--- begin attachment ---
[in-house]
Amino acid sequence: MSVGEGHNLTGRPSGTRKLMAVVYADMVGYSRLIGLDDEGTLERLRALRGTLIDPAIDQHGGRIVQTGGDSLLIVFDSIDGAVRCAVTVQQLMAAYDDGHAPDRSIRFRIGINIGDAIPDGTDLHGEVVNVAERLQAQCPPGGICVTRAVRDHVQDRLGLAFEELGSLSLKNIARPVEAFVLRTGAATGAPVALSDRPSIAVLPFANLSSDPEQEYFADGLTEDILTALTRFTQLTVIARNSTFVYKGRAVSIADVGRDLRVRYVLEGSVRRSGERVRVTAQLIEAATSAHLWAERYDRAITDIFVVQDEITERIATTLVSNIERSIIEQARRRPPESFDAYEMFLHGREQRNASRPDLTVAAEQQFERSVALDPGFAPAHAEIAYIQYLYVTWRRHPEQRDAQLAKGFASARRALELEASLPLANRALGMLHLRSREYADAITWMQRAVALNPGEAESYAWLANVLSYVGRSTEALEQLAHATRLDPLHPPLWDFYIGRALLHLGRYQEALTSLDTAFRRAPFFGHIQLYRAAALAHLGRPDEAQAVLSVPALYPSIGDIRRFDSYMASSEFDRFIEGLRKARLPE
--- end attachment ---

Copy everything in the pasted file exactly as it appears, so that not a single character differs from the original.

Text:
[in-house]
Amino acid sequence: MSVGEGHNLTGRPSGTRKLMAVVYADMVGYSRLIGLDDEGTLERLRALRGTLIDPAIDQHGGRIVQTGGDSLLIVFDSIDGAVRCAVTVQQLMAAYDDGHAPDRSIRFRIGINIGDAIPDGTDLHGEVVNVAERLQAQCPPGGICVTRAVRDHVQDRLGLAFEELGSLSLKNIARPVEAFVLRTGAATGAPVALSDRPSIAVLPFANLSSDPEQEYFADGLTEDILTALTRFTQLTVIARNSTFVYKGRAVSIADVGRDLRVRYVLEGSVRRSGERVRVTAQLIEAATSAHLWAERYDRAITDIFVVQDEITERIATTLVSNIERSIIEQARRRPPESFDAYEMFLHGREQRNASRPDLTVAAEQQFERSVALDPGFAPAHAEIAYIQYLYVTWRRHPEQRDAQLAKGFASARRALELEASLPLANRALGMLHLRSREYADAITWMQRAVALNPGEAESYAWLANVLSYVGRSTEALEQLAHATRLDPLHPPLWDFYIGRALLHLGRYQEALTSLDTAFRRAPFFGHIQLYRAAALAHLGRPDEAQAVLSVPALYPSIGDIRRFDSYMASSEFDRFIEGLRKARLPE